Improve Efficiencies through Lean Six Sigma


Life is full of good things. Sometimes, those good things get better when they are paired with other good things. Take for example, Strawberry and cream. Both good, but when put together, yum. Cookies are good, and milk is good, but cookies AND milk? Now you’re talking. Peanut butter good . . . peanut butter and chocolate . . . BETTER or jelly if you prefer. Macaroni and cheeses come in lots of varieties, but when combined they pack a punch that make your taste buds sit up and take notice. Wow, are you hungry yet?

When it comes to process improvements, Lean Six Sigma is like that. Both Lean and Six Sigma are powerful tools, but when combined, they have the ability to transform a process and company culture, and catapult your company into a better way of doing business.

As Michigan’s manufacturers see a “comeback” in American manufacturing, it’s crucial to implement initiatives that increase efficiencies. By eliminating excess waste, reducing unnecessary actions and production variations and decreasing costs, manufacturers can increase profitability. Lean Six Sigma is an effective way to accomplish this

Lean Six Sigma is a powerful, flexible system that fosters a culture of continuous improvement within an organization. The approach focuses on speed and efficiency and strives to identify waste. This isn’t exclusive to the production floor – this applies to all areas of a business. It’s about total cycle time reduction or reducing the time it takes to get ‘things’ done; whether filling an order, making a part or buying materials.

Waste comes through non-value added processes and redundant or unnecessary steps such as an abundance of reporting requirements or personnel practices that limit or delay more essential tasks. The objective is to get rid of this waste so that ultimately goods are produced faster and with fewer costs. By delivering goods within a shorter cycle time (the length of time needed for a manufacturer to deliver goods to a consumer), customer satisfaction improves. The rule: longer cycle times equal higher non-value-add costs.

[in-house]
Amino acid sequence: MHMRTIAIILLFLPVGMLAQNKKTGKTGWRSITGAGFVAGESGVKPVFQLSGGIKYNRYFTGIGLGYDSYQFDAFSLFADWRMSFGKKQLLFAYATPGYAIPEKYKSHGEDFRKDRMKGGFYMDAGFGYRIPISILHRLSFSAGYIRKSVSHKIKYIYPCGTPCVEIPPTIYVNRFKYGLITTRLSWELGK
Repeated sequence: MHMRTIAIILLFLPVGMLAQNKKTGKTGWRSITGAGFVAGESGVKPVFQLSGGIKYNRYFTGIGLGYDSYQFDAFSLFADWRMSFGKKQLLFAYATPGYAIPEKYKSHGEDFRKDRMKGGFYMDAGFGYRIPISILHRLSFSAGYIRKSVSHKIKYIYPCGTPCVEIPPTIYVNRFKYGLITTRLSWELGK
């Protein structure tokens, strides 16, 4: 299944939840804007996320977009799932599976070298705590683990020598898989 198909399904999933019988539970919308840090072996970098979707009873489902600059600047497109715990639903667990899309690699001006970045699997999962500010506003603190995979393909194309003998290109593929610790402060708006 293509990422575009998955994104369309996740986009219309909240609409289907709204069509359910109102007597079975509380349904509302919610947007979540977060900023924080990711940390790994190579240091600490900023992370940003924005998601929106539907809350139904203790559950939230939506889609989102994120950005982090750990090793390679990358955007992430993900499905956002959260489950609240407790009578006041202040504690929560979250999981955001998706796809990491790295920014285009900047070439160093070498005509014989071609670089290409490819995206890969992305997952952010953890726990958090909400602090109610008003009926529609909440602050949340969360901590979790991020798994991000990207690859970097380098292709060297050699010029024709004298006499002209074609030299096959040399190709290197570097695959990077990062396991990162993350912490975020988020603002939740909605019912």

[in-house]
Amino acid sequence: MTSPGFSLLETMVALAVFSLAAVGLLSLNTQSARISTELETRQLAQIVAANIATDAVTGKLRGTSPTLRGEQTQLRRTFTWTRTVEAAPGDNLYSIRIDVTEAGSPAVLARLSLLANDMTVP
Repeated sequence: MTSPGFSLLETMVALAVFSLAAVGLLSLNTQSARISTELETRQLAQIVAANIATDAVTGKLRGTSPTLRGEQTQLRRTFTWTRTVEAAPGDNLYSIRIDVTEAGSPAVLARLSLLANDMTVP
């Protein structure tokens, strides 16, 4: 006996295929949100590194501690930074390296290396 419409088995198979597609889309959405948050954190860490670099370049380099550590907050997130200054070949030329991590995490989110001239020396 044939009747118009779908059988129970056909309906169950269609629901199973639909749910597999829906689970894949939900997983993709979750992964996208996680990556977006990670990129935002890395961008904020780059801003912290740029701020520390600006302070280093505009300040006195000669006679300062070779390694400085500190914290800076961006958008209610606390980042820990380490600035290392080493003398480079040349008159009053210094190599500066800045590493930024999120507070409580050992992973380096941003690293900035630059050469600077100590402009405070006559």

A critical part of identifying waste in all areas of a business requires employee buy-in. A “Lean Six Sigma culture” can only occur if it is driven by employees at all levels… a staff that is consistently looking for ways to find non-value added activities. The Lean Six Sigma system is designed to foster employee buy-in and demonstrate its benefits to the entire organization.

There are numerous tools that manufacturers can use to keep cycle times down such as:

  • Value Stream Mapping – This graphical tool illustrates the flow of material and associated information as a product or service moves to completion.
  • Value-Add versus Non-Value-Add Analysis – This tool helps determine what the customer actually values. This helps a manufacturer increase capacity by preventing the production of things that customers don’t actually want.
  • 5S Program "Sort, Set-in-order, Shine, Standardize, and Sustain" - The 5S program develops a productive (and safer) work environment.
Furthermore, a unique benefit of Lean Six Sigma is that it works to fundamentally change the infrastructure and culture of an organization. It is an ongoing pursuit to drive a Lean Six Sigma culture. In fact, according to our friends at, some of the most successful organizations in Michigan reduce costs, maximize income, and strengthen productivity by embracing Lean Six Sigma. They list several such as Delphi and Whirlpool on their website.
These large companies have almost infinite resources available to them. At MMTC, we specialize in distilling Lean Six Sigma concepts into its essence, thereby making it digestible to the small and medium sized businesses that make up the bulk of Michigan’s economy. As we conclude the first business quarter of the year, it’s vital for Michigan’s manufacturers to reduce excess waste, shorten cycle times and improve efficiencies. Creating a Lean Six Sigma culture can accomplish this and MMTC can help you cultivate this culture. For more information, please click here
Anyone ready for lunch? I could go for some hot chocolate and marshmallows.

Categories: Continuous Improvement, Lean Principles, Six Sigma